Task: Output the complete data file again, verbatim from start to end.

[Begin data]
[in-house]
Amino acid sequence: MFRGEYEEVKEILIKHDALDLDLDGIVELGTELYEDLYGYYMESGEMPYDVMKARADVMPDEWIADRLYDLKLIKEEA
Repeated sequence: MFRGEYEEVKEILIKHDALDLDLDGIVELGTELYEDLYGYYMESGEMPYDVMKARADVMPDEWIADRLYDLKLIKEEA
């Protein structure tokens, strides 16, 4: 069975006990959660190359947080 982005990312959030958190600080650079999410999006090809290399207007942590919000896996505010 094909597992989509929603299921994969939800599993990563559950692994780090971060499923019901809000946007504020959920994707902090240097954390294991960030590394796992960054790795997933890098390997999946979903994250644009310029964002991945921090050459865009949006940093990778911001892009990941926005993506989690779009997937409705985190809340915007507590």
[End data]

[in-house]
Amino acid sequence: MFRGEYEEVKEILIKHDALDLDLDGIVELGTELYEDLYGYYMESGEMPYDVMKARADVMPDEWIADRLYDLKLIKEEA
Repeated sequence: MFRGEYEEVKEILIKHDALDLDLDGIVELGTELYEDLYGYYMESGEMPYDVMKARADVMPDEWIADRLYDLKLIKEEA
């Protein structure tokens, strides 16, 4: 069975006990959660190359947080 982005990312959030958190600080650079999410999006090809290399207007942590919000896996505010 094909597992989509929603299921994969939800599993990563559950692994780090971060499923019901809000946007504020959920994707902090240097954390294991960030590394796992960054790795997933890098390997999946979903994250644009310029964002991945921090050459865009949006940093990778911001892009990941926005993506989690779009997937409705985190809340915007507590």